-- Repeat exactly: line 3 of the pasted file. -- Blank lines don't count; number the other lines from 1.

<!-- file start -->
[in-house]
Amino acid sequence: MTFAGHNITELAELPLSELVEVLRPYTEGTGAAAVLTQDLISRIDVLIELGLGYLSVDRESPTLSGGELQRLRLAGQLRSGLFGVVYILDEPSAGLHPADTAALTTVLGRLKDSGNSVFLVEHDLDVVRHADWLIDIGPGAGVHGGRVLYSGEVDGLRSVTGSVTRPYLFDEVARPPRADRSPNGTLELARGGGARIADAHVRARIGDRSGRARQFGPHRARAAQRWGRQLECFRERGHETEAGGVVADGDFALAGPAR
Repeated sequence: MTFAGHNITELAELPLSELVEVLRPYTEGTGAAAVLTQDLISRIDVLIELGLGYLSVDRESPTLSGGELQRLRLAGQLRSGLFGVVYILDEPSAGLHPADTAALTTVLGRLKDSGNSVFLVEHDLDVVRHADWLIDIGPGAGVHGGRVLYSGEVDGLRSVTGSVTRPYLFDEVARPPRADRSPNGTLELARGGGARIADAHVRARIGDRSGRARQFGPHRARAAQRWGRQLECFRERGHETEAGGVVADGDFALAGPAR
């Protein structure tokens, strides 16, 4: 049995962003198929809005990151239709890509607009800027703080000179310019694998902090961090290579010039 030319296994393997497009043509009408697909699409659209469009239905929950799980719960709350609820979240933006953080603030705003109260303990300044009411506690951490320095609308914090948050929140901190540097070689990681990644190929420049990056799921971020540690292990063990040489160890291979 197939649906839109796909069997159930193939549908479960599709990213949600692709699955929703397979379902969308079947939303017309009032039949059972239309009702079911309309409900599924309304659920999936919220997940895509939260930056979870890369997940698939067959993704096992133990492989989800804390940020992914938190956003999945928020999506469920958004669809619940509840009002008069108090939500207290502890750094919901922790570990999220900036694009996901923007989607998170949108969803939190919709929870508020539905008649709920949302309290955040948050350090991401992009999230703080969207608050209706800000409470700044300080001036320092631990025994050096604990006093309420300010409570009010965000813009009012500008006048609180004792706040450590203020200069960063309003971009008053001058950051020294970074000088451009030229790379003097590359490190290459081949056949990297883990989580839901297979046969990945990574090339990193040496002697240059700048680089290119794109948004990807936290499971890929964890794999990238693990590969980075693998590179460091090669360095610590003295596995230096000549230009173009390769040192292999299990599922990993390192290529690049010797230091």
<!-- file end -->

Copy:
Repeated sequence: MTFAGHNITELAELPLSELVEVLRPYTEGTGAAAVLTQDLISRIDVLIELGLGYLSVDRESPTLSGGELQRLRLAGQLRSGLFGVVYILDEPSAGLHPADTAALTTVLGRLKDSGNSVFLVEHDLDVVRHADWLIDIGPGAGVHGGRVLYSGEVDGLRSVTGSVTRPYLFDEVARPPRADRSPNGTLELARGGGARIADAHVRARIGDRSGRARQFGPHRARAAQRWGRQLECFRERGHETEAGGVVADGDFALAGPAR